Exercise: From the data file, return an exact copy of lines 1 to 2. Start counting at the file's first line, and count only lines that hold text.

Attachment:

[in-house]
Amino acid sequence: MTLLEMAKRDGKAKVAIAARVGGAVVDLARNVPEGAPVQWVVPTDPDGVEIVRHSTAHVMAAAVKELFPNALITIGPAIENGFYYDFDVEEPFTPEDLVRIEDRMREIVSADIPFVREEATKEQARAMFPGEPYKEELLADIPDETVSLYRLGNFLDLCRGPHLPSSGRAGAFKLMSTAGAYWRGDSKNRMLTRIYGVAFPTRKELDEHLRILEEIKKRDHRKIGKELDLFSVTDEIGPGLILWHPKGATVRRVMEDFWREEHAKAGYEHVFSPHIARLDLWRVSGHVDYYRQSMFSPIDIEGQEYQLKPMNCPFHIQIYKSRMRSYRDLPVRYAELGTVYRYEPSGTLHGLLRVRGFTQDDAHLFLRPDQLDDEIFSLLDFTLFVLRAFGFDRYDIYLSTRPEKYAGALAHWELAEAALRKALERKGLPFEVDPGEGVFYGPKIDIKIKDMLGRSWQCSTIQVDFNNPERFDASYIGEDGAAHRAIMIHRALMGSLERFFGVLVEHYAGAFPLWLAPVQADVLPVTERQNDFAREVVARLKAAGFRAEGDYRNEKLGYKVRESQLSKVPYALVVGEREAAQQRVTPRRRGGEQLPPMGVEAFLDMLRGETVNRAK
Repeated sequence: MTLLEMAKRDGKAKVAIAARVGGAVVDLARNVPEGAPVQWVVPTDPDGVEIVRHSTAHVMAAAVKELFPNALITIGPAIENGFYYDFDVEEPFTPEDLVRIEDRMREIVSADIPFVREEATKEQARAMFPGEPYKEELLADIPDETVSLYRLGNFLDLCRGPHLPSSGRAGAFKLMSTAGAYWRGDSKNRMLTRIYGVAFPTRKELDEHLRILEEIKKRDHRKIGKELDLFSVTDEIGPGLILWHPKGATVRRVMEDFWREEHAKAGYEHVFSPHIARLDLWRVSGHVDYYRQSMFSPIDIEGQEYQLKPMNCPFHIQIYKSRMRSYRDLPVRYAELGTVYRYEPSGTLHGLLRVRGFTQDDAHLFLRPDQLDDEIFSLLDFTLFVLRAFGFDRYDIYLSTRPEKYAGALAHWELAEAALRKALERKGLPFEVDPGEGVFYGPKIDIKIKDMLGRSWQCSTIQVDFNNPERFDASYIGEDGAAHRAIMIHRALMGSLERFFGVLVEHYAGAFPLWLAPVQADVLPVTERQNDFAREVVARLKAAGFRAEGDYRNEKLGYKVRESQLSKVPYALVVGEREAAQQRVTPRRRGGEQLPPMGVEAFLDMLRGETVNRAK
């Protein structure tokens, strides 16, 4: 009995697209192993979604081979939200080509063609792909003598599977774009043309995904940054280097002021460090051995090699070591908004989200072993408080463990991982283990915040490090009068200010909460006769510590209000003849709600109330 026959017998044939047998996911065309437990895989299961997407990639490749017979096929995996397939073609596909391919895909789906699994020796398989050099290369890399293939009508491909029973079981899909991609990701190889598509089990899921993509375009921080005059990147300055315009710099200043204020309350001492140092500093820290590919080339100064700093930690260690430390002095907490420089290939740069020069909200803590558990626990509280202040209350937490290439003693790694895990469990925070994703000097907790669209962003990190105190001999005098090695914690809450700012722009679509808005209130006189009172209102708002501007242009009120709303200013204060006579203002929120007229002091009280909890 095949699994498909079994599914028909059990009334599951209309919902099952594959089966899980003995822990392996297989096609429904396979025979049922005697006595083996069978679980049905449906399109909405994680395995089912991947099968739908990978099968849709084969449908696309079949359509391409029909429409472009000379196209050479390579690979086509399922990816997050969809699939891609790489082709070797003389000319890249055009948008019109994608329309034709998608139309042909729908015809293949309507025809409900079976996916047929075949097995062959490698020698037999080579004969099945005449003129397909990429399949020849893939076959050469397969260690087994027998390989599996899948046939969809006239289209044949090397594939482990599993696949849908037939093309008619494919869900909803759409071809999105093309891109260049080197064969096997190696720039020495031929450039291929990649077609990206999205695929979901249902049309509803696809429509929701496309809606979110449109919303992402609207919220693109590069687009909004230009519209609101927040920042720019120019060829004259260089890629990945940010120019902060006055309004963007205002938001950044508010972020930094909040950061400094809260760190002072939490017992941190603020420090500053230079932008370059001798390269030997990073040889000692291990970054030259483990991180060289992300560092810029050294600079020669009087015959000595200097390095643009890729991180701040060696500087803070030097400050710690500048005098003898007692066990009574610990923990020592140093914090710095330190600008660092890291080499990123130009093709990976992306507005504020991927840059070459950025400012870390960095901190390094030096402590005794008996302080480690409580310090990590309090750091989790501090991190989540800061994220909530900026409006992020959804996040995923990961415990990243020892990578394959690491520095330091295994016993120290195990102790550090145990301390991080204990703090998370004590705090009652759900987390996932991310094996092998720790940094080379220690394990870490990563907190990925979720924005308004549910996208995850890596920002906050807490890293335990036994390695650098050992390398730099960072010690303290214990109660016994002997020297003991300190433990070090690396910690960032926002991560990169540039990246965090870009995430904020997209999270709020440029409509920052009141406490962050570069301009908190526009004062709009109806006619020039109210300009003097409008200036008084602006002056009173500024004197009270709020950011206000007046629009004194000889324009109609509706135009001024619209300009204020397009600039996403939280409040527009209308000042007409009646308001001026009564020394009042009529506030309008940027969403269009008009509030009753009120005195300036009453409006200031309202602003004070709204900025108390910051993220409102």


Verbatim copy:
[in-house]
Amino acid sequence: MTLLEMAKRDGKAKVAIAARVGGAVVDLARNVPEGAPVQWVVPTDPDGVEIVRHSTAHVMAAAVKELFPNALITIGPAIENGFYYDFDVEEPFTPEDLVRIEDRMREIVSADIPFVREEATKEQARAMFPGEPYKEELLADIPDETVSLYRLGNFLDLCRGPHLPSSGRAGAFKLMSTAGAYWRGDSKNRMLTRIYGVAFPTRKELDEHLRILEEIKKRDHRKIGKELDLFSVTDEIGPGLILWHPKGATVRRVMEDFWREEHAKAGYEHVFSPHIARLDLWRVSGHVDYYRQSMFSPIDIEGQEYQLKPMNCPFHIQIYKSRMRSYRDLPVRYAELGTVYRYEPSGTLHGLLRVRGFTQDDAHLFLRPDQLDDEIFSLLDFTLFVLRAFGFDRYDIYLSTRPEKYAGALAHWELAEAALRKALERKGLPFEVDPGEGVFYGPKIDIKIKDMLGRSWQCSTIQVDFNNPERFDASYIGEDGAAHRAIMIHRALMGSLERFFGVLVEHYAGAFPLWLAPVQADVLPVTERQNDFAREVVARLKAAGFRAEGDYRNEKLGYKVRESQLSKVPYALVVGEREAAQQRVTPRRRGGEQLPPMGVEAFLDMLRGETVNRAK